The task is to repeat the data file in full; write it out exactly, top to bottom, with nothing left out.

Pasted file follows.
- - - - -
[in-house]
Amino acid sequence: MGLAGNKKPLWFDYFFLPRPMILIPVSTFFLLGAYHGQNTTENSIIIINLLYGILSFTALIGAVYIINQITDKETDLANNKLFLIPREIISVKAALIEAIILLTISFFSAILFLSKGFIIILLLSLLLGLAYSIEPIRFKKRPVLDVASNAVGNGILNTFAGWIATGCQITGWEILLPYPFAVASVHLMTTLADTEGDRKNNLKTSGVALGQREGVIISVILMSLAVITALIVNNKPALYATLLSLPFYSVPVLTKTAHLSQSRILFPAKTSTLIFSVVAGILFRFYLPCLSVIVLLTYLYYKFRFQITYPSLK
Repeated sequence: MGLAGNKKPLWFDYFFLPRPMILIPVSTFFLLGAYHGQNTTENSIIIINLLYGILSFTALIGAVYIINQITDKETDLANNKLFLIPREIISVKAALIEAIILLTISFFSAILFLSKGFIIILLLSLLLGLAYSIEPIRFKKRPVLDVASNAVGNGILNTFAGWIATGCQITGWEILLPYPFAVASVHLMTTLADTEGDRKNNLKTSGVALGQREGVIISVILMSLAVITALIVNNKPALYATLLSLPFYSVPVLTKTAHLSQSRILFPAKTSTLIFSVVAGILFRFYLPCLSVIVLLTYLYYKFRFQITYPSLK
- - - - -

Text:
[in-house]
Amino acid sequence: MGLAGNKKPLWFDYFFLPRPMILIPVSTFFLLGAYHGQNTTENSIIIINLLYGILSFTALIGAVYIINQITDKETDLANNKLFLIPREIISVKAALIEAIILLTISFFSAILFLSKGFIIILLLSLLLGLAYSIEPIRFKKRPVLDVASNAVGNGILNTFAGWIATGCQITGWEILLPYPFAVASVHLMTTLADTEGDRKNNLKTSGVALGQREGVIISVILMSLAVITALIVNNKPALYATLLSLPFYSVPVLTKTAHLSQSRILFPAKTSTLIFSVVAGILFRFYLPCLSVIVLLTYLYYKFRFQITYPSLK
Repeated sequence: MGLAGNKKPLWFDYFFLPRPMILIPVSTFFLLGAYHGQNTTENSIIIINLLYGILSFTALIGAVYIINQITDKETDLANNKLFLIPREIISVKAALIEAIILLTISFFSAILFLSKGFIIILLLSLLLGLAYSIEPIRFKKRPVLDVASNAVGNGILNTFAGWIATGCQITGWEILLPYPFAVASVHLMTTLADTEGDRKNNLKTSGVALGQREGVIISVILMSLAVITALIVNNKPALYATLLSLPFYSVPVLTKTAHLSQSRILFPAKTSTLIFSVVAGILFRFYLPCLSVIVLLTYLYYKFRFQITYPSLK